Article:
Abstract dynamite is an R package for Bayesian inference of intensive panel (time series) data comprising of multiple measurements per multiple individuals measured in time. The package supports joint modeling of multiple response variables, time-varying and time-invariant effects, a wide range of discrete and continuous distributions, group-specific random effects, latent factors, and customization of prior distributions of the model parameters. Models in the package are defined via a user-friendly formula interface, and estimation of the posterior distribution of the model parameters takes advantage of state-of-the-art Markov chain Monte Carlo methods.
Abstract Panel data are ubiquitous in scientific domains such as sociology and econometrics. Various modeling approaches have been presented for the analysis of such data including dynamic panel models, cross-lagged panel models, and their extensions. Existing panel data modeling approaches typically impose some restrictive assumptions on the data-generating process, such as Gaussian errors, effects that are constant in time, or univariate responses. With the goal of surmounting these restrictions, we present the dynamic multivariate panel model (DMPM) that supports both time-varying and time-invariant effects, multiple simultaneous responses across a wide variety of distributions, and arbitrary dependency structures of lagged responses of any order.
Panel data, consisting of various measurements from multiple subjects followed over several time points, are commonly studied in social sciences and other fields. Such data can naturally be analyzed in various ways, depending on the research questions and the characteristics of the data. Popular, somewhat overlapping modelling approaches include dynamic panel models, fixed effect models, and variations of cross-lagged panel models. In this talk, I extend the traditional cross-lagged panel model to handle time-varying effects and non-Gaussian response variables and show how Bayesian posterior predictive distributions can be used to evaluate long-term counterfactual predictions which take into account the dynamic structure of the assumed causal graph of the system. Finally, I give an overview of a new R package dynamite for Bayesian inference for panel data.
Abstract The R package walker extends standard Bayesian general linear models to the case where the effects of the explanatory variables can vary in time. This allows, for example, to model the effects of interventions such as changes in tax policy which gradually increases their effect over time. The Markov chain Monte Carlo algorithms powering the Bayesian inference are based on Hamiltonian Monte Carlo provided by Stan software, using a state space representation of the model to marginalise over the regression coefficients for efficient low-dimensional sampling.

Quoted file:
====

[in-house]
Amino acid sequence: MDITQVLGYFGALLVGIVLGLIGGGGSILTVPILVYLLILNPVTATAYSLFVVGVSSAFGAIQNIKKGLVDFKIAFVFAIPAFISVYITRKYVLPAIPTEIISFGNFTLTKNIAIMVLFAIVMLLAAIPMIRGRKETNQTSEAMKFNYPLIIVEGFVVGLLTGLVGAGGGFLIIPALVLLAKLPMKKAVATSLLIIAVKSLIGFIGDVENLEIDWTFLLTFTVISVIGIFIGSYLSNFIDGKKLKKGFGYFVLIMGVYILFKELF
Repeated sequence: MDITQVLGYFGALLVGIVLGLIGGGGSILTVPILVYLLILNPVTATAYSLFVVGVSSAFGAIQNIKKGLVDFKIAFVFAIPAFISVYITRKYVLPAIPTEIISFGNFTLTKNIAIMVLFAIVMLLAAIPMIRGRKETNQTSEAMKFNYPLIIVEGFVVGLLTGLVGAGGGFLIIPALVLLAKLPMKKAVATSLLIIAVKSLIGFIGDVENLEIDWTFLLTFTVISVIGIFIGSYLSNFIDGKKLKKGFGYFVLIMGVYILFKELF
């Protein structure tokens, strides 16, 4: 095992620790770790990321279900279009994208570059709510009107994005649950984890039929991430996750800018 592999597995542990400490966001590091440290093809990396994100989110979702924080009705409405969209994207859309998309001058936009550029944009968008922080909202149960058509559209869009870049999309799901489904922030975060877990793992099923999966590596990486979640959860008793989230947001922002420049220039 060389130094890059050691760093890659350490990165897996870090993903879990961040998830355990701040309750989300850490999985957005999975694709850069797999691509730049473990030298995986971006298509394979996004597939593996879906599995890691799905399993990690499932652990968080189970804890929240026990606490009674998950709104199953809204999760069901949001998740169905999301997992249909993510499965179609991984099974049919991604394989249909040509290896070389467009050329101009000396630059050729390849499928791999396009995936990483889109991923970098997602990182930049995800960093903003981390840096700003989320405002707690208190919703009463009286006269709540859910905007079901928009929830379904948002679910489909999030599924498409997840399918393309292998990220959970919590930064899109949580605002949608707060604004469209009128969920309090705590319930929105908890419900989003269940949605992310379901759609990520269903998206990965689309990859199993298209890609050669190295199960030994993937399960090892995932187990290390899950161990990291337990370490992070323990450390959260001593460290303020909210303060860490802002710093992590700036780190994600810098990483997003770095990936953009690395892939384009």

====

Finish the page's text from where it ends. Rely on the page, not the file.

Abstract We present an R package bssm for Bayesian non-linear/non-Gaussian state space modelling. Unlike the existing packages, bssm allows for easy-to-use approximate inference for the latent states based on Gaussian approximations such as the Laplace approximation and the extended Kalman filter. The package accommodates also discretised diffusion latent state processes. The inference is based on fully automatic, adaptive Markov chain Monte Carlo (MCMC) on the hyperparameters, with optional importance sampling post-correction to eliminate any approximation bias.
State space models are a flexible class of latent variable models commonly used in analysing time series data. The R package bssm is designed for Bayesian inference of general state space models with non-Gaussian and/or non-linear observational and state equations. The package provides easy-to-use and efficient functions for fully Bayesian inference with common time series models such as basic structural time series model with exogenous covariates, simple stochastic volatility models, and discretized diffusion models, making it straightforward and efficient to make predictions and other inference in a Bayesian setting. Unlike the existing packages, bssm allows for easy-to-use approximate inference based on Gaussian approximations such as the Laplace approximation and the extended Kalman filter. The inference is based on fully automatic, adaptive Markov chain Monte Carlo (MCMC) on the hyperparameters, with optional parallelizable importance sampling post-correction to eliminate any approximation bias. The bssm package implements also a direct pseudo-marginal MCMC and a delayed acceptance pseudo-marginal MCMC using intermediate approximations. The package supports directly models with linear-Gaussian state dynamics with non-Gaussian observation models and has an Rcpp interface for specifying custom non-linear and diffusion models.
Efficient methods for Bayesian inference of state space models via particle Markov chain Monte Carlo (MCMC) and MCMC based on parallel importance sampling type weighted estimators (Vihola, Helske, and Franks, 2020, doi:10.1111/sjos.12492). Gaussian, Poisson, binomial, negative binomial, and Gamma observation densities and basic stochastic volatility models with linear-Gaussian state dynamics, as well as general non-linear Gaussian models and discretised diffusion models are supported.